This open access book critically explores what child protection policy and professional practice would mean if practice was grounded in human rights standards. This book inspires a new direction in child protection research – one that critically assesses child protection policy and professional practice with regard to human rights in general, and the rights of the child in particular. Each chapter author seeks to approach the rights of the child from their own academic field of interest and through a comparative lens, making the research relevant across nation-state practices.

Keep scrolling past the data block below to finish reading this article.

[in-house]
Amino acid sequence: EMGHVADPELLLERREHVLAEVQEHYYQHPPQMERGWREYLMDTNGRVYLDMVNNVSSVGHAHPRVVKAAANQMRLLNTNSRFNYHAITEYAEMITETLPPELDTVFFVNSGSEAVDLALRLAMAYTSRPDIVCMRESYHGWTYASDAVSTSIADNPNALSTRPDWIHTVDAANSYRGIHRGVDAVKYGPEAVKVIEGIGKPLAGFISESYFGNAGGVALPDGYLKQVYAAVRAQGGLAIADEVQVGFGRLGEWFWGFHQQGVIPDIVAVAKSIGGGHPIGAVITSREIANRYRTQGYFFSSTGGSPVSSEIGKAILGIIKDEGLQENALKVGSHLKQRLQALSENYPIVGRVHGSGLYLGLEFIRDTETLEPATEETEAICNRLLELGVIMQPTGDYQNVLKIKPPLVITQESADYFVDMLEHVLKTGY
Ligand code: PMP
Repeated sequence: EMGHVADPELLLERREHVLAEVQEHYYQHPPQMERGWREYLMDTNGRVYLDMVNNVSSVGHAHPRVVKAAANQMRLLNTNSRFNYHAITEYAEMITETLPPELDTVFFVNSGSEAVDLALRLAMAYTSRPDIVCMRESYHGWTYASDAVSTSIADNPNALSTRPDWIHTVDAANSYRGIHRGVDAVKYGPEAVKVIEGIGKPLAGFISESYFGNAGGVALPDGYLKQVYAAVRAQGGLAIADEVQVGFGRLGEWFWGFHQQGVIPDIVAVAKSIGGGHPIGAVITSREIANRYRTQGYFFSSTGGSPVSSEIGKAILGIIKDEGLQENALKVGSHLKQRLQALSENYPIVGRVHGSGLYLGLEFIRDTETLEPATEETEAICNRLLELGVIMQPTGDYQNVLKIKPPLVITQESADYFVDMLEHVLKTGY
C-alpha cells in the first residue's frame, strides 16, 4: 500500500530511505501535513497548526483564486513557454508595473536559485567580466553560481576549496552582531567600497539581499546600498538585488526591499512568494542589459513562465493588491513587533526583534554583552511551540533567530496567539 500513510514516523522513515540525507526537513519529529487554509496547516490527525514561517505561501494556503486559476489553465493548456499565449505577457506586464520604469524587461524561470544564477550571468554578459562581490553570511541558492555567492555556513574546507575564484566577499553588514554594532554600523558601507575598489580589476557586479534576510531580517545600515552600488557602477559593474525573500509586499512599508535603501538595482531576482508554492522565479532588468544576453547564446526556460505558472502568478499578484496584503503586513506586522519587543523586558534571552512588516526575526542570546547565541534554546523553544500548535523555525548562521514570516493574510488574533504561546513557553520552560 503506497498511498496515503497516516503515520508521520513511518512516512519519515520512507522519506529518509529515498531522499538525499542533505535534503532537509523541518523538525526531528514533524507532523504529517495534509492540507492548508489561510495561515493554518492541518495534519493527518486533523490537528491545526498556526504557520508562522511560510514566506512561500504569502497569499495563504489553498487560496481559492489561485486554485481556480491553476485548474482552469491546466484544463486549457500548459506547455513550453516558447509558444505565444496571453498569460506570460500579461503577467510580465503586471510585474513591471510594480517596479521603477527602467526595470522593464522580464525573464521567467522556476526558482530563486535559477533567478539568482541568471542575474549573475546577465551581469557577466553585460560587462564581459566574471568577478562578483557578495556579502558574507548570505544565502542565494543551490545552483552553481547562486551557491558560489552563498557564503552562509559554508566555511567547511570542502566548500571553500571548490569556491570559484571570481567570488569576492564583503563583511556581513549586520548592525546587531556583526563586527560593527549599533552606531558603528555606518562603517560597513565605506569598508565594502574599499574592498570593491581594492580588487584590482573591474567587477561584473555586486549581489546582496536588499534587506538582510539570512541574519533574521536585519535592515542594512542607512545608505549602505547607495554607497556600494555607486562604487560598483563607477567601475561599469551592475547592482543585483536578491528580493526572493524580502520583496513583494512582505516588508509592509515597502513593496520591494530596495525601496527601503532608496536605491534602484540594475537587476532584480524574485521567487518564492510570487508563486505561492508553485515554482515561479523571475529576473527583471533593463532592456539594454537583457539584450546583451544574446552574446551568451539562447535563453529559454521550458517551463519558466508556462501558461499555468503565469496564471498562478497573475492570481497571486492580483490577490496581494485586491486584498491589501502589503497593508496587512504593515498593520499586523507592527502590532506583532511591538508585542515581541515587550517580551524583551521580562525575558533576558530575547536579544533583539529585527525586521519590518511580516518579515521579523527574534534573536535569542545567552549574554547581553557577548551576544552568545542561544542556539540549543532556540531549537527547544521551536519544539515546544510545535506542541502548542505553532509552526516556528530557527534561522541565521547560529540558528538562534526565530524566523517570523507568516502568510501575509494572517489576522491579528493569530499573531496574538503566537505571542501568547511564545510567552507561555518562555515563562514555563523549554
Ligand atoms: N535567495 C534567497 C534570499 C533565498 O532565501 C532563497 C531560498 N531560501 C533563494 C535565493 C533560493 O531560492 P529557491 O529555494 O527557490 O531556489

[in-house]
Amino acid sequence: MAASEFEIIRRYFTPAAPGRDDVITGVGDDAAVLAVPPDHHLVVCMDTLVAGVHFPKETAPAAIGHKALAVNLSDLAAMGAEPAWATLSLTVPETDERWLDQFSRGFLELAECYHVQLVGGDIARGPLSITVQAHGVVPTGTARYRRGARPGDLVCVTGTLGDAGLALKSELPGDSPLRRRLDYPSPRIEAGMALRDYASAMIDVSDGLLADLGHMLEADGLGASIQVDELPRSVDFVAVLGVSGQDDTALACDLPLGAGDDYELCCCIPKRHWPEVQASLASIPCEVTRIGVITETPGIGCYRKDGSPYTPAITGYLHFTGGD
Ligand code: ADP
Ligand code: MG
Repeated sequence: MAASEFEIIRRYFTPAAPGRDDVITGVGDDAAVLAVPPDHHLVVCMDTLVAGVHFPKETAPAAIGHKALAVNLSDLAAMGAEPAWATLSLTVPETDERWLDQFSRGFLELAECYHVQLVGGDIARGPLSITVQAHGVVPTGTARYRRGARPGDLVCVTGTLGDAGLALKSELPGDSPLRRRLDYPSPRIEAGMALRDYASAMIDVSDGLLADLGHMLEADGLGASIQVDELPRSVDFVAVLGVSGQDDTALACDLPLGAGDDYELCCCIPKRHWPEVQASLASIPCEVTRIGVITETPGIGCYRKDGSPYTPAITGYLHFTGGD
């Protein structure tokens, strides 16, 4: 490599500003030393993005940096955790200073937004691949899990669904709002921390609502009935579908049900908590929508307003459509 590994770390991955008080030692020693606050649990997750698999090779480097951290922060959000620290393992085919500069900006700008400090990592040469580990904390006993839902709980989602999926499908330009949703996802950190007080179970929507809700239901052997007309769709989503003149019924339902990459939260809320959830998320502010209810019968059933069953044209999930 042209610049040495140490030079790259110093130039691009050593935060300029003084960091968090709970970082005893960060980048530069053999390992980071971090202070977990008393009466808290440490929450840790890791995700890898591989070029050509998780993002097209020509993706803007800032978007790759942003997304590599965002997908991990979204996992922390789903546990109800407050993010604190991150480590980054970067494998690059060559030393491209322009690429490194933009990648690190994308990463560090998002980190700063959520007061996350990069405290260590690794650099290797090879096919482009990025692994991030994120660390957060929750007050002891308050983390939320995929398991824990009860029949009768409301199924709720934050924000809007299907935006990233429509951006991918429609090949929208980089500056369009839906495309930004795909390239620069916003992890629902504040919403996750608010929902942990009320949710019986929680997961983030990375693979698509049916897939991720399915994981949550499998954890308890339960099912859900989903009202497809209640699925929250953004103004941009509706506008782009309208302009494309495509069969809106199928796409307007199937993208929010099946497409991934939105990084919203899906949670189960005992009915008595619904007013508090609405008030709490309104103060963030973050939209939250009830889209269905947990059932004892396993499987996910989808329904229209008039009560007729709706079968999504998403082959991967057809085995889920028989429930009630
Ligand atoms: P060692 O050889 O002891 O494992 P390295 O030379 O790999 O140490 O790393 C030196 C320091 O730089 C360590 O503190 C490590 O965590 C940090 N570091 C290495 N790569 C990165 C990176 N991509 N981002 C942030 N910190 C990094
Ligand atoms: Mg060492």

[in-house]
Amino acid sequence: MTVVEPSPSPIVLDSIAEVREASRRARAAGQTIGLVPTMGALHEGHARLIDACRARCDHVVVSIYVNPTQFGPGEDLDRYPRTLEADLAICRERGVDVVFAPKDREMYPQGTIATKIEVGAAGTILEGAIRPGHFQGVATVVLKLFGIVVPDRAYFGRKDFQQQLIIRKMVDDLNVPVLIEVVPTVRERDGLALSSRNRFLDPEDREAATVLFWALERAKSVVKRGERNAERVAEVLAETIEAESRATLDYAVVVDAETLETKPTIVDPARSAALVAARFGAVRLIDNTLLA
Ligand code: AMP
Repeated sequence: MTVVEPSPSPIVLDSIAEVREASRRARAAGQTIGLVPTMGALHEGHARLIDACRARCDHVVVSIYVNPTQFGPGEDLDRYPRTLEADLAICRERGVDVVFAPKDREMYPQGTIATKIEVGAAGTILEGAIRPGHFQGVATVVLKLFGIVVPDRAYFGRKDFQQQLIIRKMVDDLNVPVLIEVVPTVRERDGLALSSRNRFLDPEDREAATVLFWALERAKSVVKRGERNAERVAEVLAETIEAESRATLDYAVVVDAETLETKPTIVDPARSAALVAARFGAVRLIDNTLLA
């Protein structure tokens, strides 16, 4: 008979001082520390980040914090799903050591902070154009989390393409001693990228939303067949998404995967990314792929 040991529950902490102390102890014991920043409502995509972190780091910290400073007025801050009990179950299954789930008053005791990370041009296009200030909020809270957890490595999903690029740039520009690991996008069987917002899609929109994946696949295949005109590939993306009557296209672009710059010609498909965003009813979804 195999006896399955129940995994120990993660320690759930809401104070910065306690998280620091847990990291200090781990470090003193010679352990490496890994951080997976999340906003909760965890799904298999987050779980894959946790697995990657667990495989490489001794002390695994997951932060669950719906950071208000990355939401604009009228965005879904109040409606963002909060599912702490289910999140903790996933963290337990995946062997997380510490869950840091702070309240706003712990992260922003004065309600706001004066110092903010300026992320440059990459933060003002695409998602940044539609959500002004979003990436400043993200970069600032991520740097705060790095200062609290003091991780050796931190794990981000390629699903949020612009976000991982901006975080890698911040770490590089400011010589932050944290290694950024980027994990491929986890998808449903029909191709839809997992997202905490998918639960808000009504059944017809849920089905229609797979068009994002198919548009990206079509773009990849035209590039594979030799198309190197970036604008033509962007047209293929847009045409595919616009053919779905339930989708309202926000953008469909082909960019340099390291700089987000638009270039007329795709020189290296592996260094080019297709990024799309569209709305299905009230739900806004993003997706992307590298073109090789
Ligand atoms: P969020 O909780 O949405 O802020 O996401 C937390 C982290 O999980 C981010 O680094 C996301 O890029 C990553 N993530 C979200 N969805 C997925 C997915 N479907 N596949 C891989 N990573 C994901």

The book is split into five parts to focus on the most important aspects of child protection. The first part explains the origins, aim, and scope of the book; the second part explores aspects of professionalism and organization through law and policy; and the third part discusses several key issues in child protection and professional practice in depth. The fourth part discusses selected areas of importance to child protection practices (low-impact in-house measures, public care in residential care and foster care respectively) and the fifth part provides an analytical summary of the book. Overall, it contributes to the present need for a more comprehensive academic debate regarding the rights of the child, and the supranational perspective this brings to child protection policy and practice across and within nation-states.